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Fallible athletes rightfully punished
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Entering the 2011 season, Georgia fans salivated at the thought of what was being billed as "the dream team."

Leading the highly touted recruiting class was the nation's top running back Isaiah Crowell, of Columbus. Bulldogs fans were eager for the dynamic, powerful runner to wear the red and black, awaiting every report, story, text and Twitter post about the 18-year-old athlete's decision.

The dreams of the red and black clad Bulldogs' supporters came true when Crowell lifted a bulldog puppy out from under a table at his signing day and claimed his spot as a pigskin-carrying savior of a program in need of some help in the win column.

In his first year, Crowell didn't disappoint on the field, rushing for 850 yards and five touchdowns as a true freshman.

However, as he was ready to enter his second season at Georgia, talent turned to stupidity.

The youngster already had his share of trouble, being suspended for the first quarter of the Vanderbilt game on Oct. 15 and then for the entire game on Nov. 5 against New Mexico State after, reportedly, failing a drug test.

Now, on Friday morning Crowell found himself on a whole new level of trouble. He was arrested on three weapons charges, including two felonies. He was booked at 3:37 a.m. on charges of possessing a concealed weapon, having a weapon in a school zone and having an altered ID mark on the weapon.

For Georgia and its football coach Mark Richt, that was the last straw - and rightfully so. Crowell, who is so talented and was so promising, pushed it too far.

In a sports' world where too far seems to constantly be moving further away, it's nice that the Bulldogs said enough.

They not only told an athlete that his shenanigans were too much, but told it to THE athlete - the guy that made fans eager for a revitalization to believe. Crowell not only did that but was pivotal in helping UGA reach the 2011 SEC Championship.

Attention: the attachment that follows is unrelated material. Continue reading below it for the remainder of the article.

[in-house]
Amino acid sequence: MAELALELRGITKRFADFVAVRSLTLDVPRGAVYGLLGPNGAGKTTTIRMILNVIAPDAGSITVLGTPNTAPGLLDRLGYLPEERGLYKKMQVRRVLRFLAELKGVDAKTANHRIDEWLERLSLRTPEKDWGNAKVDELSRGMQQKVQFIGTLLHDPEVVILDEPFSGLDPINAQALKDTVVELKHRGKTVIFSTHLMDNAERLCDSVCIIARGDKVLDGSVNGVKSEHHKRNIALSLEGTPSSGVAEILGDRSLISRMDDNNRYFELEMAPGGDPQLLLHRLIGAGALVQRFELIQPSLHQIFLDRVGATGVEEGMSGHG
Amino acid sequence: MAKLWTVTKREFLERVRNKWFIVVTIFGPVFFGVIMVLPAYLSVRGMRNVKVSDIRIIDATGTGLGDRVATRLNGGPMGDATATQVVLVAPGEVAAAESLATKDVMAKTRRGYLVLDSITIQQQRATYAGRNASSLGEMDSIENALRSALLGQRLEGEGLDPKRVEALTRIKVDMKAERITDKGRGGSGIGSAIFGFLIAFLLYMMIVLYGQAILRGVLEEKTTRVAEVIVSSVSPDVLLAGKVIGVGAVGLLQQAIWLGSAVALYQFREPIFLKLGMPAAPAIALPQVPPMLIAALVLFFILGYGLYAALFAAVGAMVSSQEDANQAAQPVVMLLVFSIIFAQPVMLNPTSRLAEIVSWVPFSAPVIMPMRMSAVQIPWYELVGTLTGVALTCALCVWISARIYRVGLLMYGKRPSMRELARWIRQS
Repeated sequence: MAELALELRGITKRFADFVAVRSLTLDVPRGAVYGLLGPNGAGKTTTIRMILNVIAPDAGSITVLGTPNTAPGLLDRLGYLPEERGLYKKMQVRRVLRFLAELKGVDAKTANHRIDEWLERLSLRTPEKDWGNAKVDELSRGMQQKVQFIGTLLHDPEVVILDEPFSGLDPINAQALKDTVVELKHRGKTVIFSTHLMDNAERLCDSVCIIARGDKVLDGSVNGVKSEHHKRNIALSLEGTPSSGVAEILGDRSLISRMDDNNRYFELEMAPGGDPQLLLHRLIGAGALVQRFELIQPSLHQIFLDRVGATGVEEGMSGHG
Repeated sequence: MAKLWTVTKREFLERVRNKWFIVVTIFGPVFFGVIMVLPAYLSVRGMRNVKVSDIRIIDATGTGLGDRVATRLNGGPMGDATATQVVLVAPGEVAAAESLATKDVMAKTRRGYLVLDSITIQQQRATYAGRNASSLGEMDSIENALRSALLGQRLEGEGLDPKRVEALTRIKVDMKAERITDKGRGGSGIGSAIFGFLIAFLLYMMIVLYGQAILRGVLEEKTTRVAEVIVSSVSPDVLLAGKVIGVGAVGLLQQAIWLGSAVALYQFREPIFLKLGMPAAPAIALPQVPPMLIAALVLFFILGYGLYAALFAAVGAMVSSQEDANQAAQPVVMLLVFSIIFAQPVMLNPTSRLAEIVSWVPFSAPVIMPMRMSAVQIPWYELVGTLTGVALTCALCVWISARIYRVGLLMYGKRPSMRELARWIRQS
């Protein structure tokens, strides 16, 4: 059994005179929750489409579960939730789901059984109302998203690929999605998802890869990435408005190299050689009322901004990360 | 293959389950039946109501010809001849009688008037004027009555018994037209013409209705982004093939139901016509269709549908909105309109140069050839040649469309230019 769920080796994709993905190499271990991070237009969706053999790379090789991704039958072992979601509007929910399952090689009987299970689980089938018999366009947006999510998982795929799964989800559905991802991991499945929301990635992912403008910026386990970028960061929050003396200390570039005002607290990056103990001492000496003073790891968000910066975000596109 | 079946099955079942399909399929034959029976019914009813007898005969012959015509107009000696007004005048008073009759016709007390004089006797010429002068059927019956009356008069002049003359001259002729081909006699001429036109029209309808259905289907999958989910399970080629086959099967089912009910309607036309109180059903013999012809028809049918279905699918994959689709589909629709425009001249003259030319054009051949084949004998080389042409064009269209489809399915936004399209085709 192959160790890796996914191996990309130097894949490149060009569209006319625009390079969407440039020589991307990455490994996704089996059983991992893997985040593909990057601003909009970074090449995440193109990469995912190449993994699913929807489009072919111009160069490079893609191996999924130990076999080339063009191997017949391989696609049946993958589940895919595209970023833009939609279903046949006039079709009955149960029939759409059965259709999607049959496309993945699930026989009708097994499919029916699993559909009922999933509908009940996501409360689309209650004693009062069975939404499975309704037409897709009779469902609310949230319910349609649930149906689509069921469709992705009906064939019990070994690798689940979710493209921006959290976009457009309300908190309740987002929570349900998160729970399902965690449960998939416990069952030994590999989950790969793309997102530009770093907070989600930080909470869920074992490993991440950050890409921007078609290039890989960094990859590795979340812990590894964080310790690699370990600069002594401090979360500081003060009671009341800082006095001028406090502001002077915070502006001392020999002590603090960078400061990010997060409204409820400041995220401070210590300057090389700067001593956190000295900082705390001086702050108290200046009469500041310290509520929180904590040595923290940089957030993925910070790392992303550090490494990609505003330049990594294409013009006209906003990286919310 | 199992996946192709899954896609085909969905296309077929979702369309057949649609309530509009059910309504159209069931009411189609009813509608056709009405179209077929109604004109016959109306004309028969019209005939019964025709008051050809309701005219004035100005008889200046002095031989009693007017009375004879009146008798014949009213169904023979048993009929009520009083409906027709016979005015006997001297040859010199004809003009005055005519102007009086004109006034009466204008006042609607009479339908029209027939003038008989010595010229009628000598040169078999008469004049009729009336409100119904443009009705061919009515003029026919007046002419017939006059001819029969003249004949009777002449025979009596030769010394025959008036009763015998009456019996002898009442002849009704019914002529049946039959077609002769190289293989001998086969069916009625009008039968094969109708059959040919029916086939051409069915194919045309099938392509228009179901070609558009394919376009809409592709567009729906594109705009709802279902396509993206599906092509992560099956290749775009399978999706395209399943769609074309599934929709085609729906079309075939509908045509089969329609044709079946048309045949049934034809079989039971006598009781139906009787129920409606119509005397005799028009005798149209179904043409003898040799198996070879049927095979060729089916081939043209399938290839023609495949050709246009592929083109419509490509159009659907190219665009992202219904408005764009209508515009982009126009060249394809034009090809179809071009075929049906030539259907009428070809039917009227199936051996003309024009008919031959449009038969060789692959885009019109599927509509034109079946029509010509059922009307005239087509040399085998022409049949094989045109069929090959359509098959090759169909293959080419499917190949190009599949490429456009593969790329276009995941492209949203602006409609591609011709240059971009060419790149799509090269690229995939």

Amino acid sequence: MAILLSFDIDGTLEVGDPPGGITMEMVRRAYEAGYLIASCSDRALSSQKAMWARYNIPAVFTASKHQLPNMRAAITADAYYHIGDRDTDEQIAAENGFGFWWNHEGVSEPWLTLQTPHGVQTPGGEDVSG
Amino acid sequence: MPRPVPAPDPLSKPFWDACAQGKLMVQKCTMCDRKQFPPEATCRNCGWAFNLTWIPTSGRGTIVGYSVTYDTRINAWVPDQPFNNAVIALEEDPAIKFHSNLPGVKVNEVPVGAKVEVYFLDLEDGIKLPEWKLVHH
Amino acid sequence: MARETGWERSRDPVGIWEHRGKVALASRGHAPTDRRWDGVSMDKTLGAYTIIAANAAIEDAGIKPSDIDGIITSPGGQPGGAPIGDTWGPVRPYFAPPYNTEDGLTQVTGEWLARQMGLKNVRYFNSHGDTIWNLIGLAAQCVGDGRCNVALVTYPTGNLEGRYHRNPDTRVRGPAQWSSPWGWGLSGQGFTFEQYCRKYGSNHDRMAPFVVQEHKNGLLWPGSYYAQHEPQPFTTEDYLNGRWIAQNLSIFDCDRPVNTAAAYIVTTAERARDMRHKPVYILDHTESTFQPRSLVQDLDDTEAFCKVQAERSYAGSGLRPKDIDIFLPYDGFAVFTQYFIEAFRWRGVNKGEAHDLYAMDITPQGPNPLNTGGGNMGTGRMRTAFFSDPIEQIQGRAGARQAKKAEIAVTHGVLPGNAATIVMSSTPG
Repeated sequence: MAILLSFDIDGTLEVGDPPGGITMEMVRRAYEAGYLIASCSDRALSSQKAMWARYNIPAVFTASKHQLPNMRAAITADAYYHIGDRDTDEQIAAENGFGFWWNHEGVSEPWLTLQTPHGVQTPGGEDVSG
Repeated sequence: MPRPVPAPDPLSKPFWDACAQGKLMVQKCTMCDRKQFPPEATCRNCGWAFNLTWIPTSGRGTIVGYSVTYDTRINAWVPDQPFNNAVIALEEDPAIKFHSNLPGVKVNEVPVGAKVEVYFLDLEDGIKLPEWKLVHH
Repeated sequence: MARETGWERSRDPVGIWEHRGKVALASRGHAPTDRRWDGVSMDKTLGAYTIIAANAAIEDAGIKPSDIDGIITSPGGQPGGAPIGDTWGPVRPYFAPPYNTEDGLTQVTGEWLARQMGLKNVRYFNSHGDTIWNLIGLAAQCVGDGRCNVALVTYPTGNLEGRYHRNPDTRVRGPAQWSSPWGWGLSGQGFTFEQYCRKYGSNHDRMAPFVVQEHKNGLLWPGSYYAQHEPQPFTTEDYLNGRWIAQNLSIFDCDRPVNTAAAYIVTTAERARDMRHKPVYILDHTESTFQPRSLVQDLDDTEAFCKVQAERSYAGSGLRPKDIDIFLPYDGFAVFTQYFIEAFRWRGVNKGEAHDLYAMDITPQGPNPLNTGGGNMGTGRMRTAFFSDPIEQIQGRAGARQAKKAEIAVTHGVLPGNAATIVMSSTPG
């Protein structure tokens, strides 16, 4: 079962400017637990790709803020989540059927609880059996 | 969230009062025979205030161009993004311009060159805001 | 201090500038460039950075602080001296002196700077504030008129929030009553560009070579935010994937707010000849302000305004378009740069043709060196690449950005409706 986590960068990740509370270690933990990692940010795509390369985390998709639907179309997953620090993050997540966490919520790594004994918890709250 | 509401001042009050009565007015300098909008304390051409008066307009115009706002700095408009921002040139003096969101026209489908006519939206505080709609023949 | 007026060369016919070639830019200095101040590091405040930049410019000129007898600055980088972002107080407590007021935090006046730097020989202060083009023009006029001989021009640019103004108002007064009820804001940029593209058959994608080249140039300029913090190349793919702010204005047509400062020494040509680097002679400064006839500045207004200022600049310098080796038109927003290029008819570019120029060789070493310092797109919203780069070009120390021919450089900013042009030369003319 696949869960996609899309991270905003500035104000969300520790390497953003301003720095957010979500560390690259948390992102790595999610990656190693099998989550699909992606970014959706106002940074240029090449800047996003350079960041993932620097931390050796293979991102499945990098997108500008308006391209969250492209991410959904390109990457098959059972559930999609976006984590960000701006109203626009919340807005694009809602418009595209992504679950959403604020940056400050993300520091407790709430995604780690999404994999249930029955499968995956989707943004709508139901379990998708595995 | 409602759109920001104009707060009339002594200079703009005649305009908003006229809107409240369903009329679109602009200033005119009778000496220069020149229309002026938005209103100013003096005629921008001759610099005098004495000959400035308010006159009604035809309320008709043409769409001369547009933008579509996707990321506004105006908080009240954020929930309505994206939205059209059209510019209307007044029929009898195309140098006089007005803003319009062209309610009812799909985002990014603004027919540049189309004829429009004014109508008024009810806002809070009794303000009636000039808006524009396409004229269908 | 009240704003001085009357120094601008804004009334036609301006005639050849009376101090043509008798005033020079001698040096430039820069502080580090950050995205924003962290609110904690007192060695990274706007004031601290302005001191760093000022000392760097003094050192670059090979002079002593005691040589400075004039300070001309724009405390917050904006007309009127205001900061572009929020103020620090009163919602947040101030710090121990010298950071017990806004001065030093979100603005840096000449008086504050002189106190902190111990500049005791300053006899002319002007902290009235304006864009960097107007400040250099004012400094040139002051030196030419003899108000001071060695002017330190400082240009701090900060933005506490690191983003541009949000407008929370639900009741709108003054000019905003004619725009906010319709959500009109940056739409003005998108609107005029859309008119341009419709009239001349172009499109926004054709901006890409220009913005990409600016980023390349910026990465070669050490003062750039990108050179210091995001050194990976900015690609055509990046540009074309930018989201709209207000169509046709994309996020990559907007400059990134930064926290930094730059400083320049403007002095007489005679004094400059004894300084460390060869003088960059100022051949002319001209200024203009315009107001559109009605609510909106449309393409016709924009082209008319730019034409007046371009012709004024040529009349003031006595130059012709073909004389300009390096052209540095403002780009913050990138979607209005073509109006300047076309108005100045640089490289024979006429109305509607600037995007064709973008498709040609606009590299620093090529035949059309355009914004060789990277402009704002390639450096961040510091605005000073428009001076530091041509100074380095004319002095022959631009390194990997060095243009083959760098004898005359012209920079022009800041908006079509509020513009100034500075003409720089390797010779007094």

The move is not only refreshing but a good sign to send to future recruits and younger football players.
You can be a football player, a good football player or an even a great football player and still be held responsible for your actions.

Even at the high school level players are regarded as indispensable commodities toward a championship. Every Friday, fans will root for an Alcovy, Newton or Eastside star running back, quarterback, wide receiver or linebacker.

The temptation to think all those fans cheering for you make you infallible is great. Well now Mark Richt, one of the faces that would go on the Mount Rushmore of football in the state of Georgia declared that that is not the case.

Players suiting up on Fridays were given another notice to keep their toes in line. Granted there is not an overwhelming number of young football players touting an arsenal in their vehicle, but regardless of the crime the notice has been issued.

While Georgia football has had its off-the-field issues, another reminder to youngsters to straighten up and fly right is a good thing, not for UGA football but for all the prospective players and fans of both the game and decent young men.